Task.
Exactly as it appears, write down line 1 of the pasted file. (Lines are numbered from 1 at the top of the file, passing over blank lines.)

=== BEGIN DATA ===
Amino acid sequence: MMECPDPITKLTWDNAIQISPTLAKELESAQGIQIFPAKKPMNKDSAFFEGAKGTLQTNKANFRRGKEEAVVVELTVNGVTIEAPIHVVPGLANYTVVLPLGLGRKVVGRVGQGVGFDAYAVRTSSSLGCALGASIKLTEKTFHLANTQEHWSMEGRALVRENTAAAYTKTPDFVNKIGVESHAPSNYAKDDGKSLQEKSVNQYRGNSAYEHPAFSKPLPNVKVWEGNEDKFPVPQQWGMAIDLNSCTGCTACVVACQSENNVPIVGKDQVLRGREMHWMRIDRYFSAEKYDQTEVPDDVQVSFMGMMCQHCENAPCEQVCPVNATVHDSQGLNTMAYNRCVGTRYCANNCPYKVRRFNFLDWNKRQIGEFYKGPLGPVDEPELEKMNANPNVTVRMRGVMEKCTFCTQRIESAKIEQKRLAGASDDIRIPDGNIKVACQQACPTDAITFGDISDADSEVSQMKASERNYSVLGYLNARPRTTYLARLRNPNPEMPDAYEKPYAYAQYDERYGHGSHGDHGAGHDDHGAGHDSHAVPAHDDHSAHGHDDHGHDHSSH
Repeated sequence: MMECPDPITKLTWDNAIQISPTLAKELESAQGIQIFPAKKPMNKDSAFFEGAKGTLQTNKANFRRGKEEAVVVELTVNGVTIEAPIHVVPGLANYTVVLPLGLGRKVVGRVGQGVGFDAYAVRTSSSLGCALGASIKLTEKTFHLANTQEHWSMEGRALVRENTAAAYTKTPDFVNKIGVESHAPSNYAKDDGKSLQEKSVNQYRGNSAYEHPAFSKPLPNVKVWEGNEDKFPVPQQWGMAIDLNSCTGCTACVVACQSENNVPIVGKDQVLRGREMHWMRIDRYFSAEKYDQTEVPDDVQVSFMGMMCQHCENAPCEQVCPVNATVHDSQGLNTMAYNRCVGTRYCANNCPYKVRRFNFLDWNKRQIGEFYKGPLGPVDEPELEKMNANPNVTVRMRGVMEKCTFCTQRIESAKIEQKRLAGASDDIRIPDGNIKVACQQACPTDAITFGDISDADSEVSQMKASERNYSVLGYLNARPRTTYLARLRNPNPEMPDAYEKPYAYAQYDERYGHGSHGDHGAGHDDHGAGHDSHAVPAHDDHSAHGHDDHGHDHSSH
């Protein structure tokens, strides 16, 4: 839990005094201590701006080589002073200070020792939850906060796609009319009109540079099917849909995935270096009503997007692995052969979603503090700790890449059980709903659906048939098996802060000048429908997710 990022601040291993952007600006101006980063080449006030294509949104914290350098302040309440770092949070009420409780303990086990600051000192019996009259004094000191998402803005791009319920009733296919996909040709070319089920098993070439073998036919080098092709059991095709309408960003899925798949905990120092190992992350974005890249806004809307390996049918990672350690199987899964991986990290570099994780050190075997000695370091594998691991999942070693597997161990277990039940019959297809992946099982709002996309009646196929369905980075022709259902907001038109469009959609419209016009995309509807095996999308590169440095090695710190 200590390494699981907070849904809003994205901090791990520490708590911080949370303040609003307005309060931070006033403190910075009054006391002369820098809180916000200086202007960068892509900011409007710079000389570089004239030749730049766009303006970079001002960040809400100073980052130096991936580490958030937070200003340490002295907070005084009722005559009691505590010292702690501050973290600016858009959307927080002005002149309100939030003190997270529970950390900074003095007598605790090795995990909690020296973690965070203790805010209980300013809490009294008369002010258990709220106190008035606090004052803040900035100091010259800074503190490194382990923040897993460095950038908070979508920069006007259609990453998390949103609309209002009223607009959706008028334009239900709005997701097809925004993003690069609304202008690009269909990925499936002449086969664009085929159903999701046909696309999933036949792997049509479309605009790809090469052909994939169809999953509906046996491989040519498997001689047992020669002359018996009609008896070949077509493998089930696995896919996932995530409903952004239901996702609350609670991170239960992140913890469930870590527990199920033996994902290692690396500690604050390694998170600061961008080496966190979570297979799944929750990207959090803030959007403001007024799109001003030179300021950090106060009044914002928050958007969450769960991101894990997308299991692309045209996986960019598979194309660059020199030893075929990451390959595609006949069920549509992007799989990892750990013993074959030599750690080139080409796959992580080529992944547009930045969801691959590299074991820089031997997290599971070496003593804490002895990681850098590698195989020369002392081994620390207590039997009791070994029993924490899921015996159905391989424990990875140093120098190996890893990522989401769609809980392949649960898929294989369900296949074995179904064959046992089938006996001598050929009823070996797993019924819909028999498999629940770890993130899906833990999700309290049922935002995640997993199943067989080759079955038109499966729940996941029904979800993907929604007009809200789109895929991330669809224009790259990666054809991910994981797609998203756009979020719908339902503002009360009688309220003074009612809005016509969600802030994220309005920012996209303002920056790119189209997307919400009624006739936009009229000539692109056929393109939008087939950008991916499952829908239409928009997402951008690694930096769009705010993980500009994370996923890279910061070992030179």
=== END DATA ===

Amino acid sequence: MMECPDPITKLTWDNAIQISPTLAKELESAQGIQIFPAKKPMNKDSAFFEGAKGTLQTNKANFRRGKEEAVVVELTVNGVTIEAPIHVVPGLANYTVVLPLGLGRKVVGRVGQGVGFDAYAVRTSSSLGCALGASIKLTEKTFHLANTQEHWSMEGRALVRENTAAAYTKTPDFVNKIGVESHAPSNYAKDDGKSLQEKSVNQYRGNSAYEHPAFSKPLPNVKVWEGNEDKFPVPQQWGMAIDLNSCTGCTACVVACQSENNVPIVGKDQVLRGREMHWMRIDRYFSAEKYDQTEVPDDVQVSFMGMMCQHCENAPCEQVCPVNATVHDSQGLNTMAYNRCVGTRYCANNCPYKVRRFNFLDWNKRQIGEFYKGPLGPVDEPELEKMNANPNVTVRMRGVMEKCTFCTQRIESAKIEQKRLAGASDDIRIPDGNIKVACQQACPTDAITFGDISDADSEVSQMKASERNYSVLGYLNARPRTTYLARLRNPNPEMPDAYEKPYAYAQYDERYGHGSHGDHGAGHDDHGAGHDSHAVPAHDDHSAHGHDDHGHDHSSH